MLB DUI Mug Shots: A List of 11 MLB Players Who Just Don't Get It
Major league has at least made an effort in recent years to stop turning a blind eye to what was going on right in front of them.
Steroids and performance enhancing drugs are now being tested for under Major League Baseball's Joint Drug Prevention and Treatment Program, and players are now paying a very steep price for any transgressions.
While many will say the new policy was too late, MLB at least took the steps suggested by the Mitchell Report. Several suspensions have been handed out, and MLB continues to work with the Players’ Union in order to inform and educate players on the dangers and consequences of taking PEDs.
However, the MLB and the MLBPA has completely turned a blind eye on one of the most public of causes and concerns: drunk driving.
Just in the last week alone, two high-profile players were arrested for driving under the influence of alcohol, and yet they were both on the field contributing for their teams without any threat of punishment whatsoever, at least not from Major League Baseball.
There have also been at least four other incidents of players who were arrested for DUI within the last several months as well.
There have been other transgressions, most recently the allegation that Atlanta Braves pitching coach Roger McDowell made homophobic comments and crude sexual gestures toward fans and threatened a fan with a bat prior to a game against the San Francisco Giants at AT&T Park.
MLB at least suspended McDowell for two weeks. While we can certainly argue the harshness or leniency of the punishment based on his absolutely appalling actions, at least the Braves were in a position to at least do something.
Because of the collective bargaining agreement between the MLB and MLBPA, major league executives and teams have their hands tied with respect to punishing any player who makes the supremely stupid decision to get behind the wheel of a car when drunk.
The issue will not be addressed until MLB and the Players’ Union negotiate their next collective bargaining agreement, so until then, we will count the days until another high profile baseball player decides that they are above the law.
Here is a list of major league players who have violated the law, the public’s trust, and who clearly just don’t get it.
For the purposes of keeping this list from taking a month out of my time, it is restricted to just alcohol-related offenses.
For continuing coverage of Major League Baseball, follow Doug on Twitter @Sports_A_Holic.
* Author's note: I am a recovering alcoholic, and have been sober for 22 years, and was arrested four times for driving under the influence of alcohol.
When Steve Howe was drafted by the Los Angeles Dodgers in the 1979 Baseball Draft from the University of Michigan, he was touted as a promising left-hander with a lively arm.
Howe would show off that talent the following year, winning the 1980 National League Rookie of the Year award.
However, Howe was also heavily into alcohol and drugs, and was arrested for DUI, along with being suspended seven times by MLB for substance abuse issues.
Howe was killed in 2006 when the pickup truck he was driving rolled over. Toxicology results later showed that Howe had methamphetamine in his system, however the exact amount was unknown.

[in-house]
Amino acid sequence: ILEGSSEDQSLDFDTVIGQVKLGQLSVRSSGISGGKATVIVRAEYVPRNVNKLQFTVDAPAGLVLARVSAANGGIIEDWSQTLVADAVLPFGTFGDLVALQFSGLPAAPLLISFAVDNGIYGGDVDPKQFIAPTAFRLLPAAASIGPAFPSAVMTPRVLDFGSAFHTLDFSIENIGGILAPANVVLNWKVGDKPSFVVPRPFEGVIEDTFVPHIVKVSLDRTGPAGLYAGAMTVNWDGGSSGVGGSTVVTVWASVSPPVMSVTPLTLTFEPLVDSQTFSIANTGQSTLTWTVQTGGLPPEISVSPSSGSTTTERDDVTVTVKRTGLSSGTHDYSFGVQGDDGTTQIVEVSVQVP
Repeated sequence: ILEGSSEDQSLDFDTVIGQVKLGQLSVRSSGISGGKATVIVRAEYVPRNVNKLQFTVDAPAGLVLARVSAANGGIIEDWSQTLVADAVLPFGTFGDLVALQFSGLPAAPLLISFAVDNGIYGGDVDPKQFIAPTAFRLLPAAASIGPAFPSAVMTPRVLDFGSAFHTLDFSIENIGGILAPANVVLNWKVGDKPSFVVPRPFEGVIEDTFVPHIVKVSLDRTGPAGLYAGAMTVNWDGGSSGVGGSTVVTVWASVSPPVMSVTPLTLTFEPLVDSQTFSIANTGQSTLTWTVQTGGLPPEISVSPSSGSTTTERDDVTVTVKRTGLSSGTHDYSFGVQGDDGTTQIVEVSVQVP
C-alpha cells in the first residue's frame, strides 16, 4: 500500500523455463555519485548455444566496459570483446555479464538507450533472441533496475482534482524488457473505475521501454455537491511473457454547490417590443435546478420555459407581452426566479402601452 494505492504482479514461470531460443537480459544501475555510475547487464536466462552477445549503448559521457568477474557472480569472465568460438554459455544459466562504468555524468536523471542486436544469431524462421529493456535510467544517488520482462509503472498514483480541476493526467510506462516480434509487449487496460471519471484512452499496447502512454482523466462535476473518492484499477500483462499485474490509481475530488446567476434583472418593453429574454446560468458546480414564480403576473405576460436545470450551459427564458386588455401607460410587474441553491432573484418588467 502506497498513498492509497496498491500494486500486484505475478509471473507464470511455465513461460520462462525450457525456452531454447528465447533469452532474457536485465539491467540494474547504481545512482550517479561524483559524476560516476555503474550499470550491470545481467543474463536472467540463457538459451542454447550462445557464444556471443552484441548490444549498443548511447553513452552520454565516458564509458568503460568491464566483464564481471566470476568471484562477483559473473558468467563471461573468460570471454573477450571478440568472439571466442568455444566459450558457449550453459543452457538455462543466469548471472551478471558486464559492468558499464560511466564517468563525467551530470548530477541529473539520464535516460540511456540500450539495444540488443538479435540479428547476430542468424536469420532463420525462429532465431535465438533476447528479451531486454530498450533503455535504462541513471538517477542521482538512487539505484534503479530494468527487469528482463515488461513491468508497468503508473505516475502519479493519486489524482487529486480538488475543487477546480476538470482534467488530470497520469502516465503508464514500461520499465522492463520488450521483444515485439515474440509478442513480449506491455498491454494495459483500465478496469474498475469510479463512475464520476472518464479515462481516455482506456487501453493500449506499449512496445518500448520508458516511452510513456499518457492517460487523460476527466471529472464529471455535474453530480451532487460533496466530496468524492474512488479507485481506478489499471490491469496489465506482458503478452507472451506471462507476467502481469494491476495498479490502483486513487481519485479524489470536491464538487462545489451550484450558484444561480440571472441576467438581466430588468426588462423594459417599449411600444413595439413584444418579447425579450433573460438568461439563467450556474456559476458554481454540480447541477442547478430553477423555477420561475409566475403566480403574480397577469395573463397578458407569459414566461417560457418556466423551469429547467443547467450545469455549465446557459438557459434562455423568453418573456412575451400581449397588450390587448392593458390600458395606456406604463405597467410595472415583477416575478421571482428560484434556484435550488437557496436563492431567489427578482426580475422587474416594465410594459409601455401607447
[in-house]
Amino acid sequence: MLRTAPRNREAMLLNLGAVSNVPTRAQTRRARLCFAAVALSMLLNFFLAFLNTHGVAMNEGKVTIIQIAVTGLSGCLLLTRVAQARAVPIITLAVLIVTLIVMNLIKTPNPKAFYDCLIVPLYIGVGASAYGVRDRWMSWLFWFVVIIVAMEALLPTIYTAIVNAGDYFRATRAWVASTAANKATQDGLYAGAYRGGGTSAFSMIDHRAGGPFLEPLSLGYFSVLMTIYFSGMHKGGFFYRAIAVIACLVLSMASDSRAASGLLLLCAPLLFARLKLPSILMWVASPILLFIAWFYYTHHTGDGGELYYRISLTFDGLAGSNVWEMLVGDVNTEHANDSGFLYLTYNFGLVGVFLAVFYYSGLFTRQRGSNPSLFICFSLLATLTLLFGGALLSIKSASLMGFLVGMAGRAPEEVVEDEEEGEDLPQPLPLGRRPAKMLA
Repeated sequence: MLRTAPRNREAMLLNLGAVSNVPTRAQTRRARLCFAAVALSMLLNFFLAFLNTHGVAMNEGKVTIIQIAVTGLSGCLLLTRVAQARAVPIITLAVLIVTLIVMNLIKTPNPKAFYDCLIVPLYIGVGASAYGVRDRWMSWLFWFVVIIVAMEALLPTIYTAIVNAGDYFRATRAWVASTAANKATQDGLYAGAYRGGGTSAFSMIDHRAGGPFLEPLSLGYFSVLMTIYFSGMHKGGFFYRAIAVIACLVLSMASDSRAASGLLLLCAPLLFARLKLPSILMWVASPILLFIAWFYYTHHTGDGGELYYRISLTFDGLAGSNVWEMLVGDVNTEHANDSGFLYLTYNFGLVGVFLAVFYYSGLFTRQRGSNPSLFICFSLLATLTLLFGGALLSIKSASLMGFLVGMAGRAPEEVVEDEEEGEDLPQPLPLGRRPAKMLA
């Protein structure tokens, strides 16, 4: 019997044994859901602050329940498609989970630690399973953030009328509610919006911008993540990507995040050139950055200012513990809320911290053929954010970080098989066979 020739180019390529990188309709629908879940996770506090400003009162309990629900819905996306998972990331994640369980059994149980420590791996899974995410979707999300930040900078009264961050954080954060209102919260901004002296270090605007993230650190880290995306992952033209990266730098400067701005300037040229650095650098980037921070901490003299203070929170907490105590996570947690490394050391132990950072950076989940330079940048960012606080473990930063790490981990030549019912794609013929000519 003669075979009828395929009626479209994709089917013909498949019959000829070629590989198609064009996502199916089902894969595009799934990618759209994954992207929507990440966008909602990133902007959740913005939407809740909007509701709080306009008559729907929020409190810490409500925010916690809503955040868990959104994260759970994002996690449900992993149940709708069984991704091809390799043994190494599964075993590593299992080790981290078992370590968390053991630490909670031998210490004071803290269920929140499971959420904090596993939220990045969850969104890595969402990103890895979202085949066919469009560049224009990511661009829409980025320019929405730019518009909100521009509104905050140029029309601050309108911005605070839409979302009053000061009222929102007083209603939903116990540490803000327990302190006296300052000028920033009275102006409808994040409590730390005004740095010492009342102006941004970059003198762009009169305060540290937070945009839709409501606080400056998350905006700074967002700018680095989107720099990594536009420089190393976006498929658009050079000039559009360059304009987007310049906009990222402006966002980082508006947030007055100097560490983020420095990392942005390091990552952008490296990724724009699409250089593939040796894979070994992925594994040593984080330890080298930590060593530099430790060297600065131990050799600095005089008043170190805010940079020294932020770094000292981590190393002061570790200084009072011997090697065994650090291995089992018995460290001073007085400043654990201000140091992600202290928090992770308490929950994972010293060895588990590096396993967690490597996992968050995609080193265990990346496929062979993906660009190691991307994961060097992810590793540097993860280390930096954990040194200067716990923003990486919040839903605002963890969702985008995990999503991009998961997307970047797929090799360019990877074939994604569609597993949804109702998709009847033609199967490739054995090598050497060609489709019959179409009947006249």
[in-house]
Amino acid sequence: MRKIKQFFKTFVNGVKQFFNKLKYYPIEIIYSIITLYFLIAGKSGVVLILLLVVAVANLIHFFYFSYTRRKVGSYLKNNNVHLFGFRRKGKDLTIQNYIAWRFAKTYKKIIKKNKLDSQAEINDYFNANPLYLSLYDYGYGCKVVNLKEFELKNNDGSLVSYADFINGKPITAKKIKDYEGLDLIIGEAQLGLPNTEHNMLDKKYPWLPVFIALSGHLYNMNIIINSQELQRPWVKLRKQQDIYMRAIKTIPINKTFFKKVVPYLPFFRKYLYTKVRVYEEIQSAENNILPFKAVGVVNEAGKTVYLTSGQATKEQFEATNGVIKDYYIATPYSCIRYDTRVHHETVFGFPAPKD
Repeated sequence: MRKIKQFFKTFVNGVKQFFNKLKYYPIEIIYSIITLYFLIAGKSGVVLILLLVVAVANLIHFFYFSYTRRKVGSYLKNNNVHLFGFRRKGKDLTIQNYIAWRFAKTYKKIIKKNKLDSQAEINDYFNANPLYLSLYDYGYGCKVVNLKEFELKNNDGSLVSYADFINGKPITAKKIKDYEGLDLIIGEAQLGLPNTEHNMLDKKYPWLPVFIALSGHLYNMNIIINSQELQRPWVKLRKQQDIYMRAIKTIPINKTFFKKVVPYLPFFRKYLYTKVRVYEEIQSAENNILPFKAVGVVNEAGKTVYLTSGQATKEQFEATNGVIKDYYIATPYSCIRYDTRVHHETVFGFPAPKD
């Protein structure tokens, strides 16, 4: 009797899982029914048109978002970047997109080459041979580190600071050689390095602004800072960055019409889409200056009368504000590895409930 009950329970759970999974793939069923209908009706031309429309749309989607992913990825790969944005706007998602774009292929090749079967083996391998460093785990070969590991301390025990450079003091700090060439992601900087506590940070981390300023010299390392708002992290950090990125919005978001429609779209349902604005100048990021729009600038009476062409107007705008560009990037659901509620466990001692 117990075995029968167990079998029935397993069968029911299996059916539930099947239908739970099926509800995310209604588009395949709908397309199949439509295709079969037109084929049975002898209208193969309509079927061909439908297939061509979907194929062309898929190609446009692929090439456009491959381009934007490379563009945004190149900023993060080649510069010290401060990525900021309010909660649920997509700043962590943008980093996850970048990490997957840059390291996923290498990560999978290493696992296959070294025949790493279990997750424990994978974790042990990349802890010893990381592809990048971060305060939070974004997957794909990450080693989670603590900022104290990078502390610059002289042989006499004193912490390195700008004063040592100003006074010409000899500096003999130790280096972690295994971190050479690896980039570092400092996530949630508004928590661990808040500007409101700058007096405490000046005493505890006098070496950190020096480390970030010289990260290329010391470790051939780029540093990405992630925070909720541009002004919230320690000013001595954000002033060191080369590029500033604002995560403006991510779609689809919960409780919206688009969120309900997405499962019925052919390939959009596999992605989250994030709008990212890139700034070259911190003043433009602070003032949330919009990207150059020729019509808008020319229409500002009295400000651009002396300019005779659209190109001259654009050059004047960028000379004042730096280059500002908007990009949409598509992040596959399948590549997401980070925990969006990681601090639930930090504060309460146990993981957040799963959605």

To say that slugging outfielder Darryl Strawberry was a gifted ballplayer would be a vast understatement. To say that Strawberry was troubled would be an ever bigger understatement.
Troubled throughout most of his career with drugs and alcohol, Strawberry was suspended more than once by Major League Baseball for his transgressions.
On September 11, 2000, in Tampa, Strawberry tried to drive to see his probation officer after taking painkillers. At the time, Strawberry was on probation for trying to solicit sex from an undercover police officer.
While driving, he blacked out, rear-ended another car, and then tried to drive away. An off-duty police officer witnessed the episode and arrested him at gunpoint.
The next day, Strawberry admitted to the charges and his probation was changed to two years of house arrest. On November 21, he was sentenced to a year of probation and community service.
Like his teammate Darryl Strawberry, Dwight Gooden was another supremely talented baseball player who just didn't get it.
Gooden's problems first surfaced when he was arrested following a fight with police in Tampa in December 1986. The following year Gooden tested positive for cocaine and was suspended by Major League Baseball.
In 1994,Gooden again tested positive for cocaine, and was suspended for 60 days. While under suspension, Gooden tested positive once again, and was suspended for the remainder of the 1995 season.
On February 20, 2002, Gooden was arrested in Tampa and charged with driving while intoxicated, having an open container of alcohol in his vehicle, and driving with a suspended license.
He was arrested again in January 2003 for driving with a suspended license.
Once again, in 2010, Gooden was arrested for driving under the influence, this time leaving the scene of an accident and having a child on board.
Source: New York Times
On December 22, 2006, Florida Marlins pitcher Dontrelle Willis was arrested in Miami Beach after police there found Willis outside his car, stumbling and confused.
Willis had double-parked his Bentley outside a bar in South Beach, and was seen urinating on the street, according to the police report.
Scott Olsen of the Florida Marlins was already known as a troublemaker, getting into several scrapes with teammates and once was fined for making an obscene gesture to fans.
On early Saturday morning, July 21, 2007, Olsen was clocked for speeding in the Aventura area of Miami. When police attempted to pull him over, Olsen sped off and led police on a chase before finally stopping at his home.
When officers tried to arrest Olsen, he got involved in an altercation and was actually put down by a stun gun.
Olsen was booked and arrested for driving under the influence, resisting an officer with violence and fleeing and eluding a police officer.
Source: USA Today
Austin Kearns, currently playing for the Cleveland Indians, was arrested and charged with driving under the influence in February, and the only way the Indians even knew about it was hearing about it in the newspapers.
This is the report of events concerning Kearns' arrest from Kentucky.com:
Kearns, 30, was stopped at 2:28 a.m. Feb. 12 by an off-duty Fayette County officer on Golf Club Drive in Nicholasville, according to an arrest report on file in Jessamine County.